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Russia’s invasion of Ukraine threw a wrench into Europe’s recovery from the COVID-19 pandemic, with rising energy and food prices and the general uncertainty caused by the largest land war on European soil since World War II undermining what many hoped would be a quick economic rebound.

However, the European Union’s determination to wean itself off Russian fossil fuels also means that investment in green energy has moved up the list of priorities.

Local economist JP Fabri, a partner at Seed Consultancy, says that the need for increased strategic autonomy is likely to speed up the green transition, although this may come at a cost.

“Green technologies are set to account for the lion’s share of the growth in demand for most metals and minerals in the foreseeable future,” he says. “The faster and more urgent the shift to a greener economy becomes, the more expensive it may be in the short run.”

With inflation at levels unseen for well over a decade, European businesses and consumers are feeling the pinch. Some nations have tried to take steps to protect their domestic markets, although EU single market rules have largely stopped such attempts in their tracks.

Last month, the European Commission informed Hungary that its move to restrict the export of cereals constituted an “unjustified obstacle” which is “unacceptable and counterproductive for the common goal of food security”.

Mr Fabri explains that there are several elements to consider when discussing and analysing inflation.

“The context and sources of inflation are key elements that need to be discussed,” he says. “On a European level, there are three shocks that have combined to push inflation to record highs.”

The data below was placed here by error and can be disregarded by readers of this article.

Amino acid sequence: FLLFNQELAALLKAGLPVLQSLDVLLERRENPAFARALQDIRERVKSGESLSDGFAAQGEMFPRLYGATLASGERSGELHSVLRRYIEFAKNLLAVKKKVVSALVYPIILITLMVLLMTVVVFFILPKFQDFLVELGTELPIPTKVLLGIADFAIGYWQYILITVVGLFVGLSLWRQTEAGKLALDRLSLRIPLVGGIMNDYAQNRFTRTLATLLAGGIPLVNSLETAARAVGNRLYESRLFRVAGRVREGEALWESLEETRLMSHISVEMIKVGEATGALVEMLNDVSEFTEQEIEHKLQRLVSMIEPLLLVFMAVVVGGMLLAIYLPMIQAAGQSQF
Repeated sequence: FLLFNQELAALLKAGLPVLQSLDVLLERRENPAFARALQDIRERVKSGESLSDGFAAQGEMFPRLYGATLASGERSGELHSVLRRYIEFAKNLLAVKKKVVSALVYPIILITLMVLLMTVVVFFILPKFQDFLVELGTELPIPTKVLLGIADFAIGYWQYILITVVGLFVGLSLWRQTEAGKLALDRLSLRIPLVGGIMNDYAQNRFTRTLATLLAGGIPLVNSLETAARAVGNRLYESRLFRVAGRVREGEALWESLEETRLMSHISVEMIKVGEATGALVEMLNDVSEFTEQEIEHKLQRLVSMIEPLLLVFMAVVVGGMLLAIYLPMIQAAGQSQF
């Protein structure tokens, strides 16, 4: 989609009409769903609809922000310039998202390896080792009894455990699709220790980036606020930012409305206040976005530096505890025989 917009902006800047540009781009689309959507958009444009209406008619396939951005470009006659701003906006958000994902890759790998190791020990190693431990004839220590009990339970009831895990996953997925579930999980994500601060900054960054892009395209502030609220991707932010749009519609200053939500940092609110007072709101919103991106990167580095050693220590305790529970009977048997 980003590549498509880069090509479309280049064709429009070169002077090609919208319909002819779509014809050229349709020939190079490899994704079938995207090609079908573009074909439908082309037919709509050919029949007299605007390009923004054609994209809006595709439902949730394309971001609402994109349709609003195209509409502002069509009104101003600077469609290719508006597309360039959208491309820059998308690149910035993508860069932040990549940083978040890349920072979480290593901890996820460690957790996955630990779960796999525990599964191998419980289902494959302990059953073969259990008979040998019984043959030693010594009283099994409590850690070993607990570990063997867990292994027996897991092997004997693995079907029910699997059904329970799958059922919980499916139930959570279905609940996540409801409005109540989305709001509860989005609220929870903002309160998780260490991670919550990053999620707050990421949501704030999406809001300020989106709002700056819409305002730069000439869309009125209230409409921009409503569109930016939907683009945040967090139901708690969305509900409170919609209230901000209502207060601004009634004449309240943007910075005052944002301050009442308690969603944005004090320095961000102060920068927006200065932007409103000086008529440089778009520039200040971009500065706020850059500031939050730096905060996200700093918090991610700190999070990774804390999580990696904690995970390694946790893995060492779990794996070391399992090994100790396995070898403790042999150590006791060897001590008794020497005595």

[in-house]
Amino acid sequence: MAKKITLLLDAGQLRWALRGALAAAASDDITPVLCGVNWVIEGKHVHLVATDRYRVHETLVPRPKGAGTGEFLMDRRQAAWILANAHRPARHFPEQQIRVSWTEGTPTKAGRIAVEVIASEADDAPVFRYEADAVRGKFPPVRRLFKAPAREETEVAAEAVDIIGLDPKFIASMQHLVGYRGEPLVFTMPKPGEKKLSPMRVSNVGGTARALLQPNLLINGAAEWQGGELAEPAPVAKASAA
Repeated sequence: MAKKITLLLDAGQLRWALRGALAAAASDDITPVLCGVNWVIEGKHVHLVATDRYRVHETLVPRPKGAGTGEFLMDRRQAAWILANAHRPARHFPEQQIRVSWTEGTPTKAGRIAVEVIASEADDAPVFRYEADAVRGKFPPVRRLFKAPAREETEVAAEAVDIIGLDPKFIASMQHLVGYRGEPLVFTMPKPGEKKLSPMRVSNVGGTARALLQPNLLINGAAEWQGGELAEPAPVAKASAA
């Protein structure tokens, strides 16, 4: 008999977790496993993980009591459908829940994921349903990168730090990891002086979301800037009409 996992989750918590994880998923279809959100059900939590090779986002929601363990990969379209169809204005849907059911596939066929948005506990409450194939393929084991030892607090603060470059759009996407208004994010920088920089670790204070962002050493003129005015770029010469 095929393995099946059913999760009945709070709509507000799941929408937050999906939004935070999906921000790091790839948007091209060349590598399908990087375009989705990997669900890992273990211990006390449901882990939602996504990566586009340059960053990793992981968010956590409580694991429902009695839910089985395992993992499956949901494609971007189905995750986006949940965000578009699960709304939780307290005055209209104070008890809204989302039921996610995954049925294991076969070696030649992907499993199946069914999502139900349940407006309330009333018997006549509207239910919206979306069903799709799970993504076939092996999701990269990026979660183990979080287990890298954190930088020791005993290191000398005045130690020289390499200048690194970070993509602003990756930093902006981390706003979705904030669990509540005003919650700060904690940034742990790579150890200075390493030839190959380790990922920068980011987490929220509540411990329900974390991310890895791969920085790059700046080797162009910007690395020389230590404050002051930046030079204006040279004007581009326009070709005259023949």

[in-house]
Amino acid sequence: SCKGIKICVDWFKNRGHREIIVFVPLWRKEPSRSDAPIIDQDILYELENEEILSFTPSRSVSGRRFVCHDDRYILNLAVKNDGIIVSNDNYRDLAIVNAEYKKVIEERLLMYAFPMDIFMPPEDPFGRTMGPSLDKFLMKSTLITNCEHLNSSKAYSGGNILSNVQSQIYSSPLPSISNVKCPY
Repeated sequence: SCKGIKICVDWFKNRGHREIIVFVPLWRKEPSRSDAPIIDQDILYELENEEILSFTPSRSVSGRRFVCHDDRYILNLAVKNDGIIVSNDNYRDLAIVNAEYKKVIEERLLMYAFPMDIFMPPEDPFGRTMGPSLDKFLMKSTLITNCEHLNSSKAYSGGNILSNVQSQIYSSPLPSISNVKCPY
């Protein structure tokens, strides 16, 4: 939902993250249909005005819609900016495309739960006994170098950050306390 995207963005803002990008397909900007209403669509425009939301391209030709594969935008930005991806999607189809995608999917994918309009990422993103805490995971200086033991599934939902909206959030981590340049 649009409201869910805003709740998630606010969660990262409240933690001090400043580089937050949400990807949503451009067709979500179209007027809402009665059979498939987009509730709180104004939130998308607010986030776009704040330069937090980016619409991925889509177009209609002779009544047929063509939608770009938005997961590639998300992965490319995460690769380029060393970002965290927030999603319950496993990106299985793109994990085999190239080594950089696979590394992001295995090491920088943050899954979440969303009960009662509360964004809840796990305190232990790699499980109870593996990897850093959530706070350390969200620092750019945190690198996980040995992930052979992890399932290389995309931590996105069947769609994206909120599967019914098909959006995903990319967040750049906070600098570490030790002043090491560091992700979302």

First, he points to the series of shocks to input prices and food prices. “These include the failure of OPEC+ to meet production targets, rising natural gas and hence fertiliser prices, and now the ramifications of the war in Ukraine.

“All this has led to surging energy and food prices, with the relative price of energy rising far higher than the individual spikes experienced in the 1970s.”

Then there are also the shocks to both the demand for and supply of industrial goods, which has shown up in record-high industrial goods inflation.

“Demand has been stoked by stimulus policies in major economies and the forced switch in consumer spending from services to goods during the pandemic. Supply, on the other hand, has been constricted by the sluggish rebound of industrial production from lockdowns, transport, and logistics bottlenecks, and now “zero COVID” policies in China once again.”

China’s largest city, Shanghai, has only emerged from a strict two-month lockdown in the last days.

Finally, the shock from economies reopening after lockdowns has triggered a rapid rotation of demand back to services – all while input costs have been rising and companies in the services sector, especially in tourism and hospitality, have struggled to find staff quickly enough to meet rising demand. That has led to rising services inflation.

“This unprecedented combination of shocks has been reflected in broader and more prolonged inflation pressures,” explains Mr Fabri. “On top of these conjunctural shocks, we are also seeing a partial reversal in some of the structural trends that had helped hold down inflation over the past decade.

“The Russia-Ukraine war may well prove to be a tipping point for hyper-globalisation, causing geopolitics to become more important for the structure of global supply chains. That could lead to supply chains becoming less efficient for a while and, during the transition, create more persistent cost pressures for the economy.”

These drivers, continues Mr Fabri, confirm that there is no short-run fix for the inflationary period currently being experienced, although he believes it might subdue following a period of structural adjustment.

“Given that inflationary pressures are driven and affecting key items such as food, the impact is also going to be significant on the low-income earners given that they spend a higher proportion of their income on the necessities.”

He also points to Government support for these income groups and the broader population by cushioning the impact through targeted aid and also by netting out the impact on energy.

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